Based on comments during oral arguments on Dec. 8, the U.S. Supreme Court appears divided on an immigration case that could have far-reaching ramifications for construction companies and other businesses.

The case, Chamber of Commerce v. Whiting, is important to construction firms. A Pew Hispanic Center study found that “unauthorized migrants” accounted for 14% of the construction workforce in 2005.

At issue in the case is whether an Arizona law imposing sanctions on companies that knowingly hire illegal immigrants is preempted by federal immigration law.

States that have similar laws in place or would like to enact such legislation are watching the case closely.

An unlikely coalition of immigrants’ rights advocates, unions and business groups challenged Arizona’s law. The groups contend the law should be preempted by the 1986 federal Immigration Reform and Control Act (IRCA). Employers particularly oppose a provision that some call the “death penalty,” revoking the licenses of firms that hire illegal immigrants.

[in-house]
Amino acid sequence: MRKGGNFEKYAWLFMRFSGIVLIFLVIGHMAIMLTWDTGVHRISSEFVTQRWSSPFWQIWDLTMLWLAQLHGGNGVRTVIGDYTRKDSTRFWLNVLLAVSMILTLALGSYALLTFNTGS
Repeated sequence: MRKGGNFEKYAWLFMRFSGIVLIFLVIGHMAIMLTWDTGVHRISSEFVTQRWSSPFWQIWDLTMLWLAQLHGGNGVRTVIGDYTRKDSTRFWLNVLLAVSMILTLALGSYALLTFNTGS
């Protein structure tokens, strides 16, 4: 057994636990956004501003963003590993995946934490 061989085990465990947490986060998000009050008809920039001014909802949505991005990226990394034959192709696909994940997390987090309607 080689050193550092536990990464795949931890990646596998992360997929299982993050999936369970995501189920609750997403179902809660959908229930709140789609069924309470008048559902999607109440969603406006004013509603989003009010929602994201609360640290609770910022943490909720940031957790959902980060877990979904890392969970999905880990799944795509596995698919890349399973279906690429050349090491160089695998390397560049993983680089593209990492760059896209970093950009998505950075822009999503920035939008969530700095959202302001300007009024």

It is difficult to predict how the justices will rule, based on questions they asked at oral arguments. But conservatives on the court, led by Justice Antonin Scalia, seemed sympathetic to Arizona’s view. Liberal justices challenged some of the state’s arguments.

A split 4-4 decision is possible, because Justice Elena Kagan, a former U.S. Solicitor General, recused herself from the case. A tie would leave the Arizona law in place. But the lack of a majority could prompt the court to take up another, similar immigration case to resolve the issues.

Carter G. Phillips, who represented the U.S. Chamber of Commerce, told the court Congress carefully drafted IRCA to combat the hiring of illegal immigrants and prevent discrimination. Arizona’s law, he said, upends that balance.

Arizona Solicitor General Mary R. O’Grady said the state’s law is a licensing statute and falls within IRCA’s provision that preserves licensing authority for states.